Wednesday, December 22, 2010

The social life...

Instead of writing about winterizing, like I probably should, I've decided instead to write about life in the marina. I didn't take any pictures of winterizing the engine anyway. I was too busy trying to remember all the steps.

So life in the marina.

Yesterday I was hanging out and running errands with my friend Andrew. He had some days off left to take before the end of the year and so we decided to get together and run errands, see friends, do some boat work and go climbing. We come back to the marina from West Marine and Costco and lunch with Andrew's brother, Mark, of the famous MarkandChristine duo. And what do we see at the marina? Why, two people sitting at the picnic table, smoking cigarettes and having coffee!

I jump out of the car to introduce myself. The marina staff is on a two-week vacation and I'm a little more starved for human interaction than I usually am.

"Hi! Do you live here? I'm Allie. I live in that little boat," I say, pointing. "I've been just dying to meet some of the other liveaboards here. I knew there were some, but I haven't met any yet."

I said this all in one breath.

It took a moment for the new couple to digest what I had just said and get up to shake hands.

They, too, seemed a little starved for company.

We engaged in a discussion about space heaters. They examined the one I had just purchased from the West Marine. We discussed the relative merits of West Marine-brand space heaters versus hardware store space heaters versus propane heaters.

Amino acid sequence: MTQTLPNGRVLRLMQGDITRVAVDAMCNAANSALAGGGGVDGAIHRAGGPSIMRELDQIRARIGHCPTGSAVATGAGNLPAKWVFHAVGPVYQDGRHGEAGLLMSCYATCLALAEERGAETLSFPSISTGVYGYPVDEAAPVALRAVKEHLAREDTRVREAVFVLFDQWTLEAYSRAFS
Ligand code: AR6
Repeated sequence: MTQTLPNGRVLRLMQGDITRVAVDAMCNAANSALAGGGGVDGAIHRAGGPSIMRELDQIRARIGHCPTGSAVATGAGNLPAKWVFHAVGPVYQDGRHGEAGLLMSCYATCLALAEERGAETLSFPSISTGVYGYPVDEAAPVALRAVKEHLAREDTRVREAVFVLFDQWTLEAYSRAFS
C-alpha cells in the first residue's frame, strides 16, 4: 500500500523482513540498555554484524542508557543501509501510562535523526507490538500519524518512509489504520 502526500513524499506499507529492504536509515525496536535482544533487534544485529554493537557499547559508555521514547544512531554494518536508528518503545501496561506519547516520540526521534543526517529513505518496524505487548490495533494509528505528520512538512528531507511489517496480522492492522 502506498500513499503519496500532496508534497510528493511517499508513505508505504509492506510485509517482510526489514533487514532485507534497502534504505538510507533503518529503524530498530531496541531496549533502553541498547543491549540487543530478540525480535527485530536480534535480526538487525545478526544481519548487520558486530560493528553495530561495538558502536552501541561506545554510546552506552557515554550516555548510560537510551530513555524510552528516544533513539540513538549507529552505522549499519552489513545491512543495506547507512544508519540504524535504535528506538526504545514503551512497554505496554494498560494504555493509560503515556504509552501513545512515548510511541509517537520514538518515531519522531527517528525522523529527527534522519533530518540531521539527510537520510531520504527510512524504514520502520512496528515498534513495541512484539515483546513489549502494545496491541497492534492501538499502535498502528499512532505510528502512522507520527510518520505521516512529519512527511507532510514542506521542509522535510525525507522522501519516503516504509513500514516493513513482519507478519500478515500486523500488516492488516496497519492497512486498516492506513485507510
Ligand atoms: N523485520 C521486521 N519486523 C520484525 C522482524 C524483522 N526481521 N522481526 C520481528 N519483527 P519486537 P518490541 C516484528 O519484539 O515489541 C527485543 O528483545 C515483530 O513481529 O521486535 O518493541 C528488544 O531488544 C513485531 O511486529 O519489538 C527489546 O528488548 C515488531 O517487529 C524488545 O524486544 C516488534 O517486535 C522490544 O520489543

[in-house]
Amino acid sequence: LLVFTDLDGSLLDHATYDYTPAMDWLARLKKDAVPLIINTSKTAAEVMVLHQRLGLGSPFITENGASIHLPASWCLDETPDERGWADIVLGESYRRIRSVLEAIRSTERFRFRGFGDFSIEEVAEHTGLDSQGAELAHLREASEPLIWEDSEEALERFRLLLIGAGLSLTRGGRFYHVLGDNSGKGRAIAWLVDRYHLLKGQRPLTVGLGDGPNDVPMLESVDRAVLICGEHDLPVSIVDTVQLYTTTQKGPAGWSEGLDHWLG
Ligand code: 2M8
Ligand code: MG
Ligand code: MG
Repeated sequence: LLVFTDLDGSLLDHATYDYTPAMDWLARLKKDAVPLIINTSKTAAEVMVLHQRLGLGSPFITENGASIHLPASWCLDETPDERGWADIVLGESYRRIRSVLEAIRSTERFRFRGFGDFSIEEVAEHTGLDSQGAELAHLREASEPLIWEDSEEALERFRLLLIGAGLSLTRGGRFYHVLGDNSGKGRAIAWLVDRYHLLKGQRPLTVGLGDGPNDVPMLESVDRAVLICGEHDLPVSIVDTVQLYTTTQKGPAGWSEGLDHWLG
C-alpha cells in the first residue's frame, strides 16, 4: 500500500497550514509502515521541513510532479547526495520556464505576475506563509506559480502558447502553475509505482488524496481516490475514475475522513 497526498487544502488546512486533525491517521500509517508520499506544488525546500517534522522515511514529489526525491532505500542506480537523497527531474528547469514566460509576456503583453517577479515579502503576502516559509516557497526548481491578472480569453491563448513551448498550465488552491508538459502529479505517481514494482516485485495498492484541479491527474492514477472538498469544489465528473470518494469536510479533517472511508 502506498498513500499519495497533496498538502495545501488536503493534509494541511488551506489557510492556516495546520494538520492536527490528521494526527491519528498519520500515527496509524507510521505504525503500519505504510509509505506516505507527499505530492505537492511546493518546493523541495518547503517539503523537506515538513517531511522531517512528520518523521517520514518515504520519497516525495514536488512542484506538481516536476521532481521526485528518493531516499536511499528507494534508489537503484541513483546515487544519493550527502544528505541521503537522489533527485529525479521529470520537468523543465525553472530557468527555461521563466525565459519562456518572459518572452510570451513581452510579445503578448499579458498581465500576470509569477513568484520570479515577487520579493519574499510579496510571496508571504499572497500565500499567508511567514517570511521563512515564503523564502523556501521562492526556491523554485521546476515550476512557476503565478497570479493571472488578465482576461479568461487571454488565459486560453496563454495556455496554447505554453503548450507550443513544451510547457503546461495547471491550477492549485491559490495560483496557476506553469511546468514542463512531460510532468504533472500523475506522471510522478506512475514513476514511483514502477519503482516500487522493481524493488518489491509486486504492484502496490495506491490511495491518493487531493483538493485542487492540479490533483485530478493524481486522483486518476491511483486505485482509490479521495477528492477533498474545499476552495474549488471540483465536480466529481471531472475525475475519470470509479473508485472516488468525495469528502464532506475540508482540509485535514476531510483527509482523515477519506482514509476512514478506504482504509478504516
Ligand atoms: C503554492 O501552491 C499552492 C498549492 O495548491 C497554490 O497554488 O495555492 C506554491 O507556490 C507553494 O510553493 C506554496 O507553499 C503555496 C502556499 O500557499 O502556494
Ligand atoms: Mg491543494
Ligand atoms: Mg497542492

And then, in the truly attention-starved manner of all liveaboards I've ever met in winter, we exchanged phone numbers and a promise to meet up that night over a bottle of rum.

The social norms in a marina are not complex. They are based mostly in a desire to meet someone -- anyone -- other than whomever lives in the boat with you. And liveaboards like me who live alone? Forget about it. We're all dying for discussion with something other than a duck.

People come in and out all the time because they travel the world, or the Bay, or they're visiting for a week. Whatever it is. So you meet someone in the boat yard and just end up hanging out. There was a guy in my marina this summer who has since gone to the Caribbean. I let him borrow my hose and he, in turn, checked on me during storms and invited me over for wine and chips. Never mind that he had a daughter my age. We had a grand time discussing charts and navigation. Then there was another guy over the summer who liked to sit on his deck chair next to my boat and chit-chat about boat prices. Once, when I went to get my mail, an older couple, despairing of their taxi ever arriving asked me for a ride to the Inner Harbor. When I lived in Washington, D.C., there were always people I'd met in the bathroom or the laundry room dropping by for a drink or a chat.

I'm no sociologist, but I think it's something to do with the prospect of getting to talk about something you love -- with someone who hasn't just spent a long period of time confined to a small space with you.

So what I'm trying to say is that inviting someone you just met to your home isn't strange at all and I eagerly accepted.

Around 8, I got the call and went over.

Now, what I have neglected to mention is that one of my main points of attraction to these people, besides companionship, was the fact that they have pets.

Not just any pets.

They have two cats -- and a pet squirrel.

So we sat up until 2 a.m. playing with their pets and drinking tea with rum and eating cake.

Life in the marina? It's really not so bad.


  1. This really does need a picture of the squirrel.

  2. I know! I totally fail at taking blog photos sometimes.